The Fed's Vice Chair Janet Yellen presented a case for additional Fed action to support economic activity in the United States. These two excerpts (emphasis added) from her speech indicate her opinion about the necessity for Fed action
"The Federal Reserve continues to provide highly accommodative monetary conditions to foster a stronger economic recovery in a context of price stability. Moreover, the scope remains to provide additional accommodation through enhanced guidance on the path of the federal funds rate or through additional purchases of longer-term financial assets."
More generally, I see a strong case for additional policies to foster more-rapid recovery in the housing sector. Indeed, to provide greater support for mortgage markets, the Federal Reserve recently adjusted its program for reinvesting its securities holdings.
Essentially, another round of quantitative easing made up of largely mortgage-backed securities is the likely course of Fed action in the first quarter of 2012. The Fed commenced implementation of the maturity extension program, or what is widely known as "Operation Twist," as of September 21. The program includes purchases of $400 billion of longer-term Treasury securities to replace shorter-term Treasury securities. The program has succeeded in bringing about a small reduction in mortgage rates (see Chart 1). It is expected that additional purchases should bring about a further reduction in mortgage rates. Janet Yellens remarks suggest that Bernanke has her vote for further Fed action, but it may take a few more weak economic reports to reduce the number of dissents that prevailed at both the August and September 2011 FOMC meetings.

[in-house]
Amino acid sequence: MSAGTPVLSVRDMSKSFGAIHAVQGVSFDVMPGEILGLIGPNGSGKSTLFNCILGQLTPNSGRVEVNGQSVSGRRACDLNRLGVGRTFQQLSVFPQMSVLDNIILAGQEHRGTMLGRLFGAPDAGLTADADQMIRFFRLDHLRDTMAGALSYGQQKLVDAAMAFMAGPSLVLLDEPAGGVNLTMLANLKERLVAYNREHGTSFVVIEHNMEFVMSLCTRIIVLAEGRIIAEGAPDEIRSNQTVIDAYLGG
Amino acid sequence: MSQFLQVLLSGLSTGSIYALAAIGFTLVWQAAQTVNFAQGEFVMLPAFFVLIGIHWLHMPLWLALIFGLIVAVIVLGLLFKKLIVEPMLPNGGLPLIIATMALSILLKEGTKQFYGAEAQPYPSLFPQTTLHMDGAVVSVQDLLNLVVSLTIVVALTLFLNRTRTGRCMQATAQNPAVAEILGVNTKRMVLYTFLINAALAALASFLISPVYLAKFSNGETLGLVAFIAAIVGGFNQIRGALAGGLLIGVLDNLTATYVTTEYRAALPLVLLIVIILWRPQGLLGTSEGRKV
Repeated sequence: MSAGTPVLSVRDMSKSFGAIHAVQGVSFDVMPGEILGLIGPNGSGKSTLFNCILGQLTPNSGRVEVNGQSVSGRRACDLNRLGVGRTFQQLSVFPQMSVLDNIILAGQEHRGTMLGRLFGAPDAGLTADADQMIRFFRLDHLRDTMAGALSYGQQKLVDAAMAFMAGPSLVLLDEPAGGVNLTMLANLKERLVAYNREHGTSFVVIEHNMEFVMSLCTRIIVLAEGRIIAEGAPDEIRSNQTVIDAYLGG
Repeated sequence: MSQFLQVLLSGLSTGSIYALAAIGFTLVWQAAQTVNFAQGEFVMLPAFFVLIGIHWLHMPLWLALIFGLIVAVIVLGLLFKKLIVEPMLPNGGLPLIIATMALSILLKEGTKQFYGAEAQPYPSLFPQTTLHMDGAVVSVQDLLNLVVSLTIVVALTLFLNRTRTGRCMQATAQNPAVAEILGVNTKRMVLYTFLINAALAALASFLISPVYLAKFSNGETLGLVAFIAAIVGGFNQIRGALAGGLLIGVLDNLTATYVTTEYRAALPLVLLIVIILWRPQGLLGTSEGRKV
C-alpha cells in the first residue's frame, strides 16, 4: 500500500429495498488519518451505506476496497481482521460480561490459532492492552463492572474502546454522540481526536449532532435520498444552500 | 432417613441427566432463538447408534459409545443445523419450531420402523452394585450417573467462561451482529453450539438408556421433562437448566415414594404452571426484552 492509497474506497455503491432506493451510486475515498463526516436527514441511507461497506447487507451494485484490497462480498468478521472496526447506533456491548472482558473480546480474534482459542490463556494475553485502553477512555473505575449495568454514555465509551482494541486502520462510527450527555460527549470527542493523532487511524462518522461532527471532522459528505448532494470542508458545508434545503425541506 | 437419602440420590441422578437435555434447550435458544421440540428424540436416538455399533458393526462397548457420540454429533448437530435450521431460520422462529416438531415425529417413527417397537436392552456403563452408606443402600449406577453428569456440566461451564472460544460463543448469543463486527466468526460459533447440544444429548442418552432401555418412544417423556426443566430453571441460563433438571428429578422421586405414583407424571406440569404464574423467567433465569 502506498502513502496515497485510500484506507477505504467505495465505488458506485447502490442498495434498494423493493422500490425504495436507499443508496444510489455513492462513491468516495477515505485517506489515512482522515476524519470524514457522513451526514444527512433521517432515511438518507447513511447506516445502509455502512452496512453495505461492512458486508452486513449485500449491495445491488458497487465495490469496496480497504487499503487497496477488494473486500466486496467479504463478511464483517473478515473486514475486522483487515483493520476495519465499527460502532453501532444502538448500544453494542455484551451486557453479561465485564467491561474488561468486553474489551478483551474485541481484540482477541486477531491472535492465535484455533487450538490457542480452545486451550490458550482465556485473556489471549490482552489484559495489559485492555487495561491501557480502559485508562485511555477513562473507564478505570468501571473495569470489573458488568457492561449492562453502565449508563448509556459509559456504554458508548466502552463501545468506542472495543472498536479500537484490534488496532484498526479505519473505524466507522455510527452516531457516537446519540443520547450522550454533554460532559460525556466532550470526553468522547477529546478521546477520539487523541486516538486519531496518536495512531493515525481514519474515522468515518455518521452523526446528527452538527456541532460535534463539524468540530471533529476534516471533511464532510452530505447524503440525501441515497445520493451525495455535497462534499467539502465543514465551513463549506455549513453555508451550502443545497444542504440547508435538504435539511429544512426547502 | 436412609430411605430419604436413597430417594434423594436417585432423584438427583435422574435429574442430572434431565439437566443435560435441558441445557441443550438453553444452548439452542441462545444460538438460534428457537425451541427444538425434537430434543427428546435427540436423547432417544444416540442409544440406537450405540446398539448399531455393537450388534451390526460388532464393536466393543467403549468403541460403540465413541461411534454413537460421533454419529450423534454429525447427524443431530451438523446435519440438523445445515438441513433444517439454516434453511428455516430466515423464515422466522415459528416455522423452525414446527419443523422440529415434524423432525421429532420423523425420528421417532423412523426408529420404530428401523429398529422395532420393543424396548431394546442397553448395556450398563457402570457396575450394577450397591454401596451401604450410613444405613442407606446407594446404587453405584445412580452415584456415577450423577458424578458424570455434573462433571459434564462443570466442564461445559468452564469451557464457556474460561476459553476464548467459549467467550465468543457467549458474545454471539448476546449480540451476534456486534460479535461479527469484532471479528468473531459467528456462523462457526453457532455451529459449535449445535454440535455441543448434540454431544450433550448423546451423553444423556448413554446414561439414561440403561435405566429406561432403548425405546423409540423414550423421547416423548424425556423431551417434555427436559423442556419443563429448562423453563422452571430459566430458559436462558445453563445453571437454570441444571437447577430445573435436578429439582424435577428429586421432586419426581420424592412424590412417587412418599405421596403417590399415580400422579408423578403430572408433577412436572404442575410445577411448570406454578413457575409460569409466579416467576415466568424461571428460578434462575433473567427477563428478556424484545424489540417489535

Outlook of Consumers Improves in November
The Conference Board's Consumer Confidence Index increased to 56.0 in November from 40.9 in the prior month. The sharp increase reflects gains in the Present Situation (38.3 vs. 27.1 in October) and Expectations Indexes (67.8 vs. 50.0).
Households were more optimistic about the labor market when the November survey was conducted compared with their assessment in October. The number of respondents indicating that "jobs are plentiful" increased to 5.8% from 3.6% in October and fewer respondents held the opinion that "jobs are hard to get" (42.1% vs. 46.9% in October). The net of these two indexes (36.3 vs. 43.3 in October) has a strong positive correlation with the unemployment rate (see Chart 3). Based on this relationship, it should not be surprising to see to a lower unemployment rate for November when the employment report is published on Friday, December 2.
Home Prices in September Show a Small Improvement
The Case-Shiller Home Price Index fell 3.6% in September from a year ago, which represents a small improvement from August (-3.8%). In the third quarter, the Case-Shiller Home Price Index fell 3.8% vs. a 4.4% drop in the second quarter. The FHFA House Price Index declined 4.3% in third quarter vs. 4.2% in the second quarter. The good news is that home prices have stopped falling at a rapid pace. Also, the metro-level Case-Shiller Home Price Indexes show that nine metros (Chicago, Cleveland, Dallas, Detroit, Denver, Minneapolis, Portland Washington, and New York) show year-to-year gains in September.